As obvious as this sounds, it is important to focus on what is important for the “other”. It is not about the “I” (what I think is important as a technical expert), rather it is about what information is a “need-to-know” for the learner to achieve peak performance at their specific position within the organization.
It is not a secret that chefs have experienced a steep rise to celebrity status with their ability to reach millions of people through multimedia channels. By creating new dishes and combining new flavors, these chefs offer their craft as art, each infused with their own personality, to deliver unique eating experiences that adapt and evolve with ever-changing trends and tastes.
Instructional designers have experienced the rise of the Internet, mobile devices and an ever increasing array of software tools and platforms giving them the ability to reach more learners in different ways than ever before. There appears to be a parallel between the creative work of the chef and the creative work of the instructional designer when developing either elearning, virtual classroom, instructor-led training or any blended training and development program.
Let’s start with success. The success of the chef is delivering a great (delicious) eating experience. The success of the instructional designer is delivering an effective learning experience. Defining an effective learning experience can merit an article on its own but let’s extrapolate a definition from the model of personal development of the Center for Creative Leadership which states that you must strike the right balance between: challenging, supporting, and evaluating individuals. This would mean that instructional designers must deliver recipes that strike the right balance between these three factors.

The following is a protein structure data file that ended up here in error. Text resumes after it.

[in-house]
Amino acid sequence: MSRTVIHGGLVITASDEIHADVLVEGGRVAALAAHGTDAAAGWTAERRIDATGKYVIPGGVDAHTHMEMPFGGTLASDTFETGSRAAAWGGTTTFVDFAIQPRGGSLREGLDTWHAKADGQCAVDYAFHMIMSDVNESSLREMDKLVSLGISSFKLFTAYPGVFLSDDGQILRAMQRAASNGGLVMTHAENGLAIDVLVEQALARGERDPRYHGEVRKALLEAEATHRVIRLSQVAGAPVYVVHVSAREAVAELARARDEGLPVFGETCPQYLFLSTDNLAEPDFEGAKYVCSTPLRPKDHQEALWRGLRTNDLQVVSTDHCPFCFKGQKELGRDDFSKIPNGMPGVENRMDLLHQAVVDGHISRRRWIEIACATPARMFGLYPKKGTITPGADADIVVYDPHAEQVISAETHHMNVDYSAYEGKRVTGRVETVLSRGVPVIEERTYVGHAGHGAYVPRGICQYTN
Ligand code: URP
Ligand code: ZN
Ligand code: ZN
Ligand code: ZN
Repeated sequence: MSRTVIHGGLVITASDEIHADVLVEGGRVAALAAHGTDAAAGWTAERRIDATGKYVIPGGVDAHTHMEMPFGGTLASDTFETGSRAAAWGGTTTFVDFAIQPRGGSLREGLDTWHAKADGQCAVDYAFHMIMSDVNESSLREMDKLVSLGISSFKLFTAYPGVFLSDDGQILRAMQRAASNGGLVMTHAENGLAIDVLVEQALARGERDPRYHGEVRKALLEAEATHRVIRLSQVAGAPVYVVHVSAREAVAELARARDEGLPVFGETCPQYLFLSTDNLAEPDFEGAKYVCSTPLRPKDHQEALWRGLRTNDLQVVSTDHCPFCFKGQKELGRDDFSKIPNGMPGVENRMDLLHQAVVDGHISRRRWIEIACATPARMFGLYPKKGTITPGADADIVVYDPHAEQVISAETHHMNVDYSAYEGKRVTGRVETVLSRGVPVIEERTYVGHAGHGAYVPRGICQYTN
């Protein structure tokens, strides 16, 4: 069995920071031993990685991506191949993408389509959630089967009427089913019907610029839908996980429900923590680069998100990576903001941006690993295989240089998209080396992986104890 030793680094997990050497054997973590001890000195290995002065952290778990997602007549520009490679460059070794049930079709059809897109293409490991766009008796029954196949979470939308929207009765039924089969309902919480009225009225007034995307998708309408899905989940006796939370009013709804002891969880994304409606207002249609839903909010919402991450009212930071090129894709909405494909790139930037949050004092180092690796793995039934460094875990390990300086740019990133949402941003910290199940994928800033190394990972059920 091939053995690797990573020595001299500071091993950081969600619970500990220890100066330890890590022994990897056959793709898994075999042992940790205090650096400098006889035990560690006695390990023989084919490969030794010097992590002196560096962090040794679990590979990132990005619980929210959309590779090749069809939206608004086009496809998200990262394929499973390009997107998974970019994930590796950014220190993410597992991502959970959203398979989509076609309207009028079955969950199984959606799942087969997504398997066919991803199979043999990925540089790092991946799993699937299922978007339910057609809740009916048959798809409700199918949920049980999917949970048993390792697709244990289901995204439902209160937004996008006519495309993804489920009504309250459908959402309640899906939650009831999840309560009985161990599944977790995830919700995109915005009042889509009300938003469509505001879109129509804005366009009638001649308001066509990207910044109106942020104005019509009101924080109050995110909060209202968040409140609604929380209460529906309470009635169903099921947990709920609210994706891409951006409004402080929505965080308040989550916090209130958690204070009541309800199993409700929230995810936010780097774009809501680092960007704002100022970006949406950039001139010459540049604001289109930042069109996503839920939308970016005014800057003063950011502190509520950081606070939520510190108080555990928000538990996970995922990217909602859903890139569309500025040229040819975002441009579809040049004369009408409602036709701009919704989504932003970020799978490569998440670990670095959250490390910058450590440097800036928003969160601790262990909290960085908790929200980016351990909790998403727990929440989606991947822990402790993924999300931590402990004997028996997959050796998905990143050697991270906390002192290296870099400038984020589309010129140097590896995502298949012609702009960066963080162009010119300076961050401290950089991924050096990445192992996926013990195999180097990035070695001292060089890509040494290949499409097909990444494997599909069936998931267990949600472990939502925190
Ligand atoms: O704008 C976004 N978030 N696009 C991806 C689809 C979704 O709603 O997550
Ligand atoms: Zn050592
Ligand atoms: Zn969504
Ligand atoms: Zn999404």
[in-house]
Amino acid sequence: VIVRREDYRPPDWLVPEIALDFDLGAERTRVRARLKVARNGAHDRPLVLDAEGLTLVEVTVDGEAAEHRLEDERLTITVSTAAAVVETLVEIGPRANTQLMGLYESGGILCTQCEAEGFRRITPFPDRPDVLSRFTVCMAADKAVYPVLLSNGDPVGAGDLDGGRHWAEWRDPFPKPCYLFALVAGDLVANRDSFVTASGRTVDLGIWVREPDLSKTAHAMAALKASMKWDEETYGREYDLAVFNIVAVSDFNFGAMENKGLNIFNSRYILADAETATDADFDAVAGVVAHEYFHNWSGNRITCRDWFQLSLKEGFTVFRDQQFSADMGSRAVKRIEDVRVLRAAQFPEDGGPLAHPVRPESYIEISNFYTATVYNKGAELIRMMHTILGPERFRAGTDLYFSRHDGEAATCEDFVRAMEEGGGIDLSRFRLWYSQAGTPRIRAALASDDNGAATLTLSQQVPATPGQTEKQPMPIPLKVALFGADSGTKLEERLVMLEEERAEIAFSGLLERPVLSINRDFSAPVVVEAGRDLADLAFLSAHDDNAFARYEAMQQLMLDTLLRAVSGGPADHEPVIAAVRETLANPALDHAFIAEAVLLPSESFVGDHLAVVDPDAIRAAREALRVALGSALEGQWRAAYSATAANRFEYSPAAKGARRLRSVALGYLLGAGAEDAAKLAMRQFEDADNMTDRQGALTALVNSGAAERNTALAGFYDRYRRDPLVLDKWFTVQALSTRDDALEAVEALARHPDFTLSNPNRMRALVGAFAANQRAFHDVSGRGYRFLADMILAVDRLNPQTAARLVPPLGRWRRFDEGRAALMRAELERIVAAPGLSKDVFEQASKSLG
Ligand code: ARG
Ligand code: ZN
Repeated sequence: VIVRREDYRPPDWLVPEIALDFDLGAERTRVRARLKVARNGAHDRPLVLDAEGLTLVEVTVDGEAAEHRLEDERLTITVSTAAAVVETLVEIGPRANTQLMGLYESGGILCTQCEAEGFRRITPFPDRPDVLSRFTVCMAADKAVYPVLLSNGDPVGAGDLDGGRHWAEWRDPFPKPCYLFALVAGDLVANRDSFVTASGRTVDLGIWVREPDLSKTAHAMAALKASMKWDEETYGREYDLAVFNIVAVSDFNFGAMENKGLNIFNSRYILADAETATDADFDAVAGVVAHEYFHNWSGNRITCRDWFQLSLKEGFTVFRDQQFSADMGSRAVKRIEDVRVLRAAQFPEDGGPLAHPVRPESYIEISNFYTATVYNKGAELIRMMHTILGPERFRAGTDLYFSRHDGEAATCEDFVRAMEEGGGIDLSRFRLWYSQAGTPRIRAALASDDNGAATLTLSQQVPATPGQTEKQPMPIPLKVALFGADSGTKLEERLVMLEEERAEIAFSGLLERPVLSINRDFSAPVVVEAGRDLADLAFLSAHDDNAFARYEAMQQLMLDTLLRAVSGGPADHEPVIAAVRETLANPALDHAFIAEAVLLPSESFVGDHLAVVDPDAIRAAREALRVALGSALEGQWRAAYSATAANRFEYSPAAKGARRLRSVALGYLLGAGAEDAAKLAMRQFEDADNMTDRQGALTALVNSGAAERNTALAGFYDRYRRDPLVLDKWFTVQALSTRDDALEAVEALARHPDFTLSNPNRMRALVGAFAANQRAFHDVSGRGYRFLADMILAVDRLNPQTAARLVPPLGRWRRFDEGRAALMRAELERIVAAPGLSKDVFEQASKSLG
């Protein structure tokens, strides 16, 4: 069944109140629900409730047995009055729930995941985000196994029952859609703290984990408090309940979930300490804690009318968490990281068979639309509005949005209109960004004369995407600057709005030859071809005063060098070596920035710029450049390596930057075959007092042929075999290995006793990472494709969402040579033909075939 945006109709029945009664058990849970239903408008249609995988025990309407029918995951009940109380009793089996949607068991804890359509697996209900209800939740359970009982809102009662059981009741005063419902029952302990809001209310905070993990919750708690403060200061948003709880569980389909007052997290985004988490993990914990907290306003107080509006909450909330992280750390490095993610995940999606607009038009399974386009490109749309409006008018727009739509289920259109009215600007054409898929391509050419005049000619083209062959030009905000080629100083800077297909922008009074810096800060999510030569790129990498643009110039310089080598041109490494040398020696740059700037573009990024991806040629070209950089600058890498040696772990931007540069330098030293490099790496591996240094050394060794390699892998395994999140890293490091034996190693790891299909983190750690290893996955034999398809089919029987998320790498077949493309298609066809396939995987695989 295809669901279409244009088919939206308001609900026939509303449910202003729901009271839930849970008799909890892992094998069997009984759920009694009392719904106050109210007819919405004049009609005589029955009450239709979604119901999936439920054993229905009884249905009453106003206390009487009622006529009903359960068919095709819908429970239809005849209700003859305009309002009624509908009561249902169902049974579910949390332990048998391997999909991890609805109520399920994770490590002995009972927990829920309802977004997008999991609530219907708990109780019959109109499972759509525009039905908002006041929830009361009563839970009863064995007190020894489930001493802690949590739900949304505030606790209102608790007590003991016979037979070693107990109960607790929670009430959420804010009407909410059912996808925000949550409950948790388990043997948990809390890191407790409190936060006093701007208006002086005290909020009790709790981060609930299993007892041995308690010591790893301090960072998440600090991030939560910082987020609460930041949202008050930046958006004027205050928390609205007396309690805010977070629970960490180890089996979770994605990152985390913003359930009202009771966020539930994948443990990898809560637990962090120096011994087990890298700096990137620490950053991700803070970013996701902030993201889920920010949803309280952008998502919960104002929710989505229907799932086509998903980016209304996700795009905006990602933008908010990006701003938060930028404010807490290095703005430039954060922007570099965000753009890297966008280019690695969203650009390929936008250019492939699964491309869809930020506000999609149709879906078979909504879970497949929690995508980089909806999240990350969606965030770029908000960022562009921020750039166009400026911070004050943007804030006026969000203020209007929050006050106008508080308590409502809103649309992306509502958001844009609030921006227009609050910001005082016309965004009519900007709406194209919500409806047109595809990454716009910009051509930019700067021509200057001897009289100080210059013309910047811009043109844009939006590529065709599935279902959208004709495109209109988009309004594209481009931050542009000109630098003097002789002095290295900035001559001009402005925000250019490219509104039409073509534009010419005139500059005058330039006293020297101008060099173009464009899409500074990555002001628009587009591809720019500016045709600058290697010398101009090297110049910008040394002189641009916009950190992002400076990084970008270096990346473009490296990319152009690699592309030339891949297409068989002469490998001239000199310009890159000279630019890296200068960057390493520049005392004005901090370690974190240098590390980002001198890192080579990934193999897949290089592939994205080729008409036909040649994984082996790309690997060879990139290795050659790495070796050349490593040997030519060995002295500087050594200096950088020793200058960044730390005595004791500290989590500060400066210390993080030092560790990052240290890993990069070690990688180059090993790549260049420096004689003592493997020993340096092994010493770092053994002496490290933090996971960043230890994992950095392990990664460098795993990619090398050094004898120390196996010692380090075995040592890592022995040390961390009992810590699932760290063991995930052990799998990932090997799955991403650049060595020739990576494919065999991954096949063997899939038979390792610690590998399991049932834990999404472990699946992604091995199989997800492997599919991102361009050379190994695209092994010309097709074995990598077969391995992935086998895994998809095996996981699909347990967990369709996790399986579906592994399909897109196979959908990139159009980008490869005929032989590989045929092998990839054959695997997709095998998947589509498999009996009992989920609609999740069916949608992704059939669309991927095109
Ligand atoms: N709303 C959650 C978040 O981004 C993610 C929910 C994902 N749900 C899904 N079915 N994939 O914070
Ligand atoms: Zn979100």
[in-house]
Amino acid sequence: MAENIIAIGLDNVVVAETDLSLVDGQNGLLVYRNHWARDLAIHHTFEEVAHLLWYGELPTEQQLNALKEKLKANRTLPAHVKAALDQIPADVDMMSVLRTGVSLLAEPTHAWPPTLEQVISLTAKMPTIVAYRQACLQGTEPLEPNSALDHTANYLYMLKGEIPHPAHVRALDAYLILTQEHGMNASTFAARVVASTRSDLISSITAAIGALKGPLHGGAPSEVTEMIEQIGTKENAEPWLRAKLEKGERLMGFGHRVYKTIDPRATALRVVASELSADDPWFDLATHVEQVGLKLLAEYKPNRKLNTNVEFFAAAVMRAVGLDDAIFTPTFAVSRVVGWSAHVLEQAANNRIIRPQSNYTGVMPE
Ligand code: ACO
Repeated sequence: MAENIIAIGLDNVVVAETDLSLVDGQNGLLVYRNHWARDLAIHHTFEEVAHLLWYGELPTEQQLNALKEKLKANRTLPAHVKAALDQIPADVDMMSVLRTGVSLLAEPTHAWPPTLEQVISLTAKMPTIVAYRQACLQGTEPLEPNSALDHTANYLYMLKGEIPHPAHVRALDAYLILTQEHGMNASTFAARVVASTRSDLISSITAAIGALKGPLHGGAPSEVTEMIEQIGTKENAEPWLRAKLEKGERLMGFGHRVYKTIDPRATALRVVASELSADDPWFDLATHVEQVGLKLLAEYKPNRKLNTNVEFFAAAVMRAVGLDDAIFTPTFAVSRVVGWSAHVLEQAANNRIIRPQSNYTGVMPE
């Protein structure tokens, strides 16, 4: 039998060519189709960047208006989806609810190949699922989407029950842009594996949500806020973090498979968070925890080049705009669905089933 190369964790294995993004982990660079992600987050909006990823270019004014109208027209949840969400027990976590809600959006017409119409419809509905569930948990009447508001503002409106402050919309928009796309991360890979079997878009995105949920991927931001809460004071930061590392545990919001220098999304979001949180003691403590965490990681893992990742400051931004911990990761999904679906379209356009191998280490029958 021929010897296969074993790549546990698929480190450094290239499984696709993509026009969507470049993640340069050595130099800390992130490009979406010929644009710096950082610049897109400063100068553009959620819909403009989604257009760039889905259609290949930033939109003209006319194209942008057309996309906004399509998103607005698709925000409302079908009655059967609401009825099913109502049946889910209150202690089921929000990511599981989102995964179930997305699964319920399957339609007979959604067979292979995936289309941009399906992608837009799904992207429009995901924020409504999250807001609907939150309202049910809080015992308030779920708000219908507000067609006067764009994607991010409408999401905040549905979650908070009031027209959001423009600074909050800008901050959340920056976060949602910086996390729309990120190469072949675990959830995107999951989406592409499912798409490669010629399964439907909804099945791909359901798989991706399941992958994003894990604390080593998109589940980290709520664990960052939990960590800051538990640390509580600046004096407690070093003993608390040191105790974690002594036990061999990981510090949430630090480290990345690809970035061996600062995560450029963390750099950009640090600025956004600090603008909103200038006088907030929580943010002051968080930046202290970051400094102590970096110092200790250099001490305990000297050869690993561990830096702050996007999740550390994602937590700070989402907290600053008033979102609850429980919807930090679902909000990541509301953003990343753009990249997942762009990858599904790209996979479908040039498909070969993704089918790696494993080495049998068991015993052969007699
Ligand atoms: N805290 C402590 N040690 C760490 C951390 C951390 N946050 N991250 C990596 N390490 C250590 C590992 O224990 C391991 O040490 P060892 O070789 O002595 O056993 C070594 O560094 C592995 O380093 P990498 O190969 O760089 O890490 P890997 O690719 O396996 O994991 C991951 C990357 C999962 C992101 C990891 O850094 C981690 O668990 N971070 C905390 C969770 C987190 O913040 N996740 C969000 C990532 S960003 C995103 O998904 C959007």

The chef uses the best ingredients and brings them together to create palate bliss. For the instructional designer, the ingredients are the principles of adult learning and the subject matter. The instructional designer has to use the principles of adult learning and the subject matter expertise to deliver a learning experience that will strike the right balance between challenging, supporting and evaluating the learner. When this balance is achieved, the instructional designer can generate the state of flow in the learners. Otherwise, individuals will be either bored if not challenged, worried if not supported, or lost if not evaluated. As an illustration, here is a graph from Mihaly Csikszentmihalyi that depicts the emotional state of the learner depending on the level of challenge versus skill level.
Every time an instructional designer delivers a learning experience that generates flow within the learners, they have created learning bliss, much like the celebrity chef creates palate bliss when the delicacies are consumed. So to all the instructional designers who every day strive to become celebrities: bon appétit!